The average drop in retail turnover this past Christmas season has amounted to between 21 and 30 percent from the year-earlier period, according to data compiled by the National Confederation of Greek Commerce (ESEE), while in some areas the decline reached a staggering 60 percent.
The decision to allow stores to open for an additional Sunday during the holidays (on December 30) failed to produced the revenues expected, as reduced disposable incomes and the bad weather discouraged consumers from adding to purchases already made before Christmas.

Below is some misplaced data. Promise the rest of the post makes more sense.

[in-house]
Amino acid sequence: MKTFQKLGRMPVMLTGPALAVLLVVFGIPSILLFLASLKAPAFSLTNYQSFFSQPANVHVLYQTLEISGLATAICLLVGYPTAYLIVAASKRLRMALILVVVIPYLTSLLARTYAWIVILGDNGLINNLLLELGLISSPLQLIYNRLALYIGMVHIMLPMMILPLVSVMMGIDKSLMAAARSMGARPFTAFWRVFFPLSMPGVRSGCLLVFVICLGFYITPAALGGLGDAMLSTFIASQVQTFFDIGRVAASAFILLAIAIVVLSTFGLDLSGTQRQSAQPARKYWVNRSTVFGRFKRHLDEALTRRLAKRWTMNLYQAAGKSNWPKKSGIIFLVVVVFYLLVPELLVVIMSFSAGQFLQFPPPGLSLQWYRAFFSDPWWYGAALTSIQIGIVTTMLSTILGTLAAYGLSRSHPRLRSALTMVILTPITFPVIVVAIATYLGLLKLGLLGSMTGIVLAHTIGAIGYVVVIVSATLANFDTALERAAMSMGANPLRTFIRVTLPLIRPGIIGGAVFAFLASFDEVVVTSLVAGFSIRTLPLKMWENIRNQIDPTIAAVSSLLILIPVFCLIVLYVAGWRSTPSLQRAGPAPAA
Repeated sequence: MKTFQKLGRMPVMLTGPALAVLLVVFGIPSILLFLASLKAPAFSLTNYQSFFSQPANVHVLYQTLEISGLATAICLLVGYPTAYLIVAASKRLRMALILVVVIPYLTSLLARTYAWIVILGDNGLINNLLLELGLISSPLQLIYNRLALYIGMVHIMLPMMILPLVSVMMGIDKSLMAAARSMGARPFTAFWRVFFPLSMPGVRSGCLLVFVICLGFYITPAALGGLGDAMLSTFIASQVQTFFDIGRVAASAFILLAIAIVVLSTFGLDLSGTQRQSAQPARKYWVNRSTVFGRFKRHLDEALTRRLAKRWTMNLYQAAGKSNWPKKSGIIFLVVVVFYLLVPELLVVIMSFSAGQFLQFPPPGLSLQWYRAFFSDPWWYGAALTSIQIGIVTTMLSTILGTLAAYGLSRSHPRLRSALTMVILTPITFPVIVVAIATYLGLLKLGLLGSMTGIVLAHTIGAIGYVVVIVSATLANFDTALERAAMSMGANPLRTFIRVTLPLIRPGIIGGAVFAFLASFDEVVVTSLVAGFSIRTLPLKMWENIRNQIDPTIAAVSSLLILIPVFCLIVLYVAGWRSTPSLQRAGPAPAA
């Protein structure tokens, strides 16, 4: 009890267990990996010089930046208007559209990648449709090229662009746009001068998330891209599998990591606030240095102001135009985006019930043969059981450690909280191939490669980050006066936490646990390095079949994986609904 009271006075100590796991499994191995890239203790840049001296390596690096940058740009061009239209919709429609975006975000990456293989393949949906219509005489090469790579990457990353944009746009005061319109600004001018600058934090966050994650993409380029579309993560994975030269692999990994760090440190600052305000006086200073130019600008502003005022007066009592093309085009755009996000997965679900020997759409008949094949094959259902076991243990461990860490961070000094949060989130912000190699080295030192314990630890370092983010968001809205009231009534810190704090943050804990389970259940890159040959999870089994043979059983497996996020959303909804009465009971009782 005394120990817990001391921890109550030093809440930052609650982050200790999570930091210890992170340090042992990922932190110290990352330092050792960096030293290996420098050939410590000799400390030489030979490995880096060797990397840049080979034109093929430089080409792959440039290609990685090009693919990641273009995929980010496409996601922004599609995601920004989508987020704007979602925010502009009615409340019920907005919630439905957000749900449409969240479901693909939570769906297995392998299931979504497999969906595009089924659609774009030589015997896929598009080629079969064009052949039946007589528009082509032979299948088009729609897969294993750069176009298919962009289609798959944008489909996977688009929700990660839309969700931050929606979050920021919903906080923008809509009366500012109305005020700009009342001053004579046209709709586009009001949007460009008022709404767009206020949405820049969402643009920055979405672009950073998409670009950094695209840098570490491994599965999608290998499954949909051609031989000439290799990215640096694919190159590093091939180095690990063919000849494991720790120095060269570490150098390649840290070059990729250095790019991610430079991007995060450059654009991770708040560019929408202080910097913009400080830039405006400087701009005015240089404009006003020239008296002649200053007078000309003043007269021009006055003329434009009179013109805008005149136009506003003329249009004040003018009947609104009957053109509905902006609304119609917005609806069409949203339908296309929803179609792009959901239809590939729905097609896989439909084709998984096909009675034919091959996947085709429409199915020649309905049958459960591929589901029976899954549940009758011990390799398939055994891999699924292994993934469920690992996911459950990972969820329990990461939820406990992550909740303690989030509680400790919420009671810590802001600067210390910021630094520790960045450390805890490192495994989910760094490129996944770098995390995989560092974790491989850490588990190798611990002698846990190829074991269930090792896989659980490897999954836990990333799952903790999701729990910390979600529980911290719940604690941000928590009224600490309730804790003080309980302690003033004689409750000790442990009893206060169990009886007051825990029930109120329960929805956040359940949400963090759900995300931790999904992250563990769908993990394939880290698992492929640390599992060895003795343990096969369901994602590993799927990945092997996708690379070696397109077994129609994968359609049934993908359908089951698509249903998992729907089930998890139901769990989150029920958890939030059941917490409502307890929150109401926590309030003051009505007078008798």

Out of ESEE’s 58 member associations, only three said that their highest consumer traffic was seen on December 30. According to the confederation, demand peaked on December 23 and 24.
The biggest losers this festive season were apparel retailers, as most consumers have put off buying clothes and footwear until the sales that are scheduled to begin next Tuesday. Even spending on children’s toys posted a major decline, according to 45 percent of ESEE member associations. Books, on the other hand, fared better, as 20 percent of associations saw purchases remain unchanged while another 10 percent reported an increase.